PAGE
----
My relationship with theater is one that goes back as far as I can remember. My dad was the theater teacher in my hometown, both my parents majored in it, and I dedicated as much time as I could to it throughout high school.
It was one of my majors in college, and I logged countless hours attending rehearsals, memorizing lines, and putting on heavy-duty makeup.
Now, I work from home and spend most of my time reminding people to put on their shoes and not put marbles in their mouths.
It’s pretty easy to look at the theatrical part of my college career and feel like I wasted my time… like I had a whole lot of fun in front of people so that I could owe the government thousands of dollars. I don’t like to admit it, but on the days where I feel the most run-down and unsatisfied, I sometimes do, in fact, feel that way.
It’s just not true. When I’m feeling good, when my head’s on straight, I realize that almost everything I hold dear right now is in my life (in some way, at least) thanks to the theater I participated in in my younger years. It’s even the vehicle through which I met my husband, who wasn’t even a theater major. My personality has been shaped by it, and the skills I’ve gained from it are helping me achieve the goals I so desperately want to conquer.
Although I had convinced myself I was going to become a famous actress very early on, I was still completely terrified when it came time to being up on a real stage for the first time. I wasn’t one of the popular kids, and in a school as small as mine, getting onstage meant every single person in that entire building was going to witness it.
In my first official school play, my character was the ghost of an old-time gangster’s moll. I had a Boston accent (at least what I thought a Boston accent was) and was haunting a hotel that was hosting a high school’s dance. It was cheesy and fun, and I was so nervous for the opening scene.
When I walked off the stage after that first scene, I was a different person. I had just gotten on the same stage that I watched my dad direct for most of my life, and it had gone pretty well. I hadn’t died, no one threw tomatoes at me, and I hadn’t fallen on my face or experienced any kind of accidental bodily-created noises. I had gotten up in front of people to perform, and I knew it was something I could do again.
Now, even though I’m not working in a theater-related position, I attribute most of my moderate success to my theatrical background. I’m not afraid to talk to people I don’t know, so I’m able to build a network for myself that will help me gain new contacts and (ideally) clients. Now, nervous? Sure, but not afraid.
Inevitable Exposure to Error
One of the most valuable lessons I’ve learned from theater is that you will make a mistake and (unless you’re doing theatrical skydiving or snake charming) you probably won’t die from it.
Especially early on in theater, you’re going to make errors. Whether it’s a missed line or a dropped prop, it will happen. More than that, you’re going to make mistakes in front of people. This is not a pleasant feeling, and you probably won’t ever forget it, but it prepares you for the mistakes that you will inevitably make in the future, and most of these won’t be quite so public. You learn how to respond to failures gracefully, learn from them, and move on.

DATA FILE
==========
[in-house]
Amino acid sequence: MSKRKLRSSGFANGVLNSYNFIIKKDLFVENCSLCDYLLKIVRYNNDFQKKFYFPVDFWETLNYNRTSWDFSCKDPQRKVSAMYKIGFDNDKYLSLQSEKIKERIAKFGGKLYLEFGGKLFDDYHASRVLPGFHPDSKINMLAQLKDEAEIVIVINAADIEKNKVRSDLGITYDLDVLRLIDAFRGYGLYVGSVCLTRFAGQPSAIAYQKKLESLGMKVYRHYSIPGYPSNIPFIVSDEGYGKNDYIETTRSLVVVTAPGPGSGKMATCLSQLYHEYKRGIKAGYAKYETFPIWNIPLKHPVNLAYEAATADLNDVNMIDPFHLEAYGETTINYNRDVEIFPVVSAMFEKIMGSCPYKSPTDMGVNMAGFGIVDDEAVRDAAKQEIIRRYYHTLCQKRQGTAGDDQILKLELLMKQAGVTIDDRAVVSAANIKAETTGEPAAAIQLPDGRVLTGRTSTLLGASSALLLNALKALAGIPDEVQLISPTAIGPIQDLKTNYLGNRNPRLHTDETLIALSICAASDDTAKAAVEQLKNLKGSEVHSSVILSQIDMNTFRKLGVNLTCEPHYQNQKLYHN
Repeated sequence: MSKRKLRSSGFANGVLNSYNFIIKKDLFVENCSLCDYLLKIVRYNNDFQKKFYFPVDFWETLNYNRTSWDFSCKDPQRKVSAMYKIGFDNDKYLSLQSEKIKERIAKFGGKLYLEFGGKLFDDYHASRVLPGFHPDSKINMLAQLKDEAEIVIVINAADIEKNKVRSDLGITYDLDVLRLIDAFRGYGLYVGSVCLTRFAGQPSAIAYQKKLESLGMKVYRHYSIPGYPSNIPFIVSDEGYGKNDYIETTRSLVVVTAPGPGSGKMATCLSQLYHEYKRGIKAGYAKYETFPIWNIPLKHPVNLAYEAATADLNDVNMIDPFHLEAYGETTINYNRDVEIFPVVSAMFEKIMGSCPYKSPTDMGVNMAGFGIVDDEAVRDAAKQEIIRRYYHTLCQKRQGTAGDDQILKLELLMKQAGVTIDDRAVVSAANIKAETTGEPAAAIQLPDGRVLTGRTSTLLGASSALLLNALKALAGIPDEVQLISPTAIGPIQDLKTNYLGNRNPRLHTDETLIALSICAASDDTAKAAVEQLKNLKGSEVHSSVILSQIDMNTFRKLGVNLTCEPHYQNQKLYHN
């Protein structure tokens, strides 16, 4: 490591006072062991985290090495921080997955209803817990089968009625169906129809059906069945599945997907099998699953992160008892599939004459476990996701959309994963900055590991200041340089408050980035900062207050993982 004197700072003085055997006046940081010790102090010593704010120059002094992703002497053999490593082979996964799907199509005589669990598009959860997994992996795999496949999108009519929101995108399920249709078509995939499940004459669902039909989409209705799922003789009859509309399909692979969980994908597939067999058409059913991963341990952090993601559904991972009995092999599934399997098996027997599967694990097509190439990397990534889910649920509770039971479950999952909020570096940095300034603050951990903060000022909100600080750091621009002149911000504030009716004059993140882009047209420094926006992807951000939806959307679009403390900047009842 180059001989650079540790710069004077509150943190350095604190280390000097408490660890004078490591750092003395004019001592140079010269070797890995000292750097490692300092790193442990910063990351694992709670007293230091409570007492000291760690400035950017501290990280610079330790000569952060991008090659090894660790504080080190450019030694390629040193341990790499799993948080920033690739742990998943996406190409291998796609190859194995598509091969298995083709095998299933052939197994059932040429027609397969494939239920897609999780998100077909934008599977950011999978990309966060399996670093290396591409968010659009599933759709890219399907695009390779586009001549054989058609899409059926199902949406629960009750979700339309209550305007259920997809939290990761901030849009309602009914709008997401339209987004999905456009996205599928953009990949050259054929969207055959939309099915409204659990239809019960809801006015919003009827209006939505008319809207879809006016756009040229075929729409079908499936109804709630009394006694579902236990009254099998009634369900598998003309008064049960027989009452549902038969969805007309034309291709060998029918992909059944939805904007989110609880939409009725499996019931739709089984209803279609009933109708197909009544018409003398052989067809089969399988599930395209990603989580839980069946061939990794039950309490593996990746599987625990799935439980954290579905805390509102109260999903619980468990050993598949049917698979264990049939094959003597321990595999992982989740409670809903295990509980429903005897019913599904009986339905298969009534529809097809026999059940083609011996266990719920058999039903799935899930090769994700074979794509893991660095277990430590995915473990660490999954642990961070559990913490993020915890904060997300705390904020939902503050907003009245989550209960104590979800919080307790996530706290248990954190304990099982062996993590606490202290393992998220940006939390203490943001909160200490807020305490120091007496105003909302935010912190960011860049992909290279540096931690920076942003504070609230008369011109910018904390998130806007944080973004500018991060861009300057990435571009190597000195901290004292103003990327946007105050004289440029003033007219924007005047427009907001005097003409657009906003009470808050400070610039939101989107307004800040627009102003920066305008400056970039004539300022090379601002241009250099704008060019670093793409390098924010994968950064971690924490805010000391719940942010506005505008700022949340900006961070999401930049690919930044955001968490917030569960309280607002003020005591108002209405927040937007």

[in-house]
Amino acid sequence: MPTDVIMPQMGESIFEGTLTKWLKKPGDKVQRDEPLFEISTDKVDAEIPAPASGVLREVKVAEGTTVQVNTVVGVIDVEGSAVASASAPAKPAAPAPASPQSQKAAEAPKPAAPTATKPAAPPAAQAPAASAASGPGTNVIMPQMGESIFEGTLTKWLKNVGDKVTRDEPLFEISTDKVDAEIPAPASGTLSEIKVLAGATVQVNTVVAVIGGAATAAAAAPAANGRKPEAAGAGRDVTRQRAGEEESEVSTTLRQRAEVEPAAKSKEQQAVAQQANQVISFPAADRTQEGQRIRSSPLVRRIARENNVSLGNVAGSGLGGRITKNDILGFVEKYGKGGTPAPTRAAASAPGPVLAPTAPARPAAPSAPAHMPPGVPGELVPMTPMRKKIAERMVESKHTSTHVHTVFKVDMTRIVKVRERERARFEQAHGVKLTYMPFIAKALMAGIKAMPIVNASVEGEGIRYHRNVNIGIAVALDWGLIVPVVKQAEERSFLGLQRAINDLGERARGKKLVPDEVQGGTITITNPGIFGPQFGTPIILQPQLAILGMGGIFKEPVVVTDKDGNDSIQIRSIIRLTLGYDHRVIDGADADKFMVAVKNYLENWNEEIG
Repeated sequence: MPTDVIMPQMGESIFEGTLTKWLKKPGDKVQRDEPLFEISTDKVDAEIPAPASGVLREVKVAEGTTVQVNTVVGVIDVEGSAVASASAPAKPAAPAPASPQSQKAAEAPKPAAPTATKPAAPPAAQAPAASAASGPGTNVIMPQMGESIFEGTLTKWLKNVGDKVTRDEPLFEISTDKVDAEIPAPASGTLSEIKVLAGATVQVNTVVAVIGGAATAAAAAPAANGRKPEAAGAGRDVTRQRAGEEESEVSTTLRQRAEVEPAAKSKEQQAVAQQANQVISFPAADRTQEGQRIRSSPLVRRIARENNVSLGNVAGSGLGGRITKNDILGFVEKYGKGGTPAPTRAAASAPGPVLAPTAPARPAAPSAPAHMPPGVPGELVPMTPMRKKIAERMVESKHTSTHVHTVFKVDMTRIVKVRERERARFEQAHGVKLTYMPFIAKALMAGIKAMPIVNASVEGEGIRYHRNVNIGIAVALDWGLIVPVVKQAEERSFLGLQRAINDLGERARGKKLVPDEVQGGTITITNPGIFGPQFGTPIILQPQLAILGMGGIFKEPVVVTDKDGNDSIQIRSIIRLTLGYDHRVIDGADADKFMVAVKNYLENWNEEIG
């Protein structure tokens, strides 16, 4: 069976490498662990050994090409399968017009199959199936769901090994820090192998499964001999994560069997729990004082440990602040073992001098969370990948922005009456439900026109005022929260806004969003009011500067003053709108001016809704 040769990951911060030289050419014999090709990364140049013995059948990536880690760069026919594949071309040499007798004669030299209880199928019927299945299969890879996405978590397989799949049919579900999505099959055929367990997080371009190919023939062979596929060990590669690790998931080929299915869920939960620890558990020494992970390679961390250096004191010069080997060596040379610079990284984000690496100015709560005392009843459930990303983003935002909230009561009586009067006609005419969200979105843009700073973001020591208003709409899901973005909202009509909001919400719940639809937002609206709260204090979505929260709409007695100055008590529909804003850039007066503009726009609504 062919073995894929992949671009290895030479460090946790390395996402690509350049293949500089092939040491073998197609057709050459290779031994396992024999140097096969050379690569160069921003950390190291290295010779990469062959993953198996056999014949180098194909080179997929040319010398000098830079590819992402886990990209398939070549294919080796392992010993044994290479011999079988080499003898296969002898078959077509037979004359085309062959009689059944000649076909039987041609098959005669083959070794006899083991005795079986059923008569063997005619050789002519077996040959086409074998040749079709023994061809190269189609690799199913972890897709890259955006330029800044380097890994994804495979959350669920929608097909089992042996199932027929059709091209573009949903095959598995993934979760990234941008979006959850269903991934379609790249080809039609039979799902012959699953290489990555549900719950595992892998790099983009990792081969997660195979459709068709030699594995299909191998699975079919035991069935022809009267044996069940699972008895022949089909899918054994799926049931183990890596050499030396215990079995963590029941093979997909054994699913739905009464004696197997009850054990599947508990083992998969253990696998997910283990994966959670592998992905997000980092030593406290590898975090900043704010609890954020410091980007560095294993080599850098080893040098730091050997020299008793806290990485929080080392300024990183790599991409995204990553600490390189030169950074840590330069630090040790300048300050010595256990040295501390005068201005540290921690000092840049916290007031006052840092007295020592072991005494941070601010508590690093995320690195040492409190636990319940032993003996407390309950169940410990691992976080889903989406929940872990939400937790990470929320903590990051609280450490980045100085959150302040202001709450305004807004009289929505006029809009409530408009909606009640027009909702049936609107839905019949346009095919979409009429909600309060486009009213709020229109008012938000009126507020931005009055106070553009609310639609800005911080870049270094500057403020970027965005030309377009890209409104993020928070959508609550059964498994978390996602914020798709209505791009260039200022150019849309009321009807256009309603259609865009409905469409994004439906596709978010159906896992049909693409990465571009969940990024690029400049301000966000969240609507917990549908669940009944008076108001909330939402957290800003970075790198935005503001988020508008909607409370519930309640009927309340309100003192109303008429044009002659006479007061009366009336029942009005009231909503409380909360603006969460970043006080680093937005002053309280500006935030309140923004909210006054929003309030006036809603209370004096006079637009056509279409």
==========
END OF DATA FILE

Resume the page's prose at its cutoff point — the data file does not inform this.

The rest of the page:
All of this should (It doesn’t always. Some people never learn, and you’ll have to get used to that) teach you a good lesson in humility. There are times in theater when you are just crushing it, and it’s easy to feel like you’re pretty spectacular at what you do. These are the times when those past errors are important, because you can always make a mistake, no matter how well things are going. I’m not saying you shouldn’t be confident, and that you shouldn’t celebrate your successes… just that a high horse is never the best seat in the house.
Exposure to a Variety of Different Personalities
In every profession and walk of life, you are forced to coexist with a variety of personality-types. This is especially true in theater. What I learned is that, since it’s a generally accepting environment, people feel encouraged to be themselves, and their personalities often seem amplified. I’m not even talking about the stereotypical “theater kids” who speak in British accents and wear leather pants. I met some of my least favorite people I’ve ever encountered, as well as people I could not live without. Some of the most introverted, isolated people I know frequented the theater department (albeit in more behind-the-scenes roles). Working together with people who make me want to scream AND with people I genuinely respect to create something bigger than all of us taught me patience, tolerance, and the ability to put grudges aside, even if only temporarily.
Give it a chance.
I can’t express enough how important it is to let your kids (or yourself, for that matter) try theater. They don’t have to like it, and for God’s sake if they don’t, don’t force them to do it again. But they deserve the opportunity to see how they feel about it. The benefits begin as soon as you step on a stage, even if it’s just the simple fact that you got up there in front of people. That takes guts, and it’s good to know you’ve got them.
Lauren Bonk is a freelance copywriter and editor who’s been wrangling children and words since 2010. She blogs about working from home and life in general at The Curtain and Pen. Lauren high-fives her husband regularly, and isn’t sure if she likes Karaoke or Doctor Who better. She’ll get back to you on that.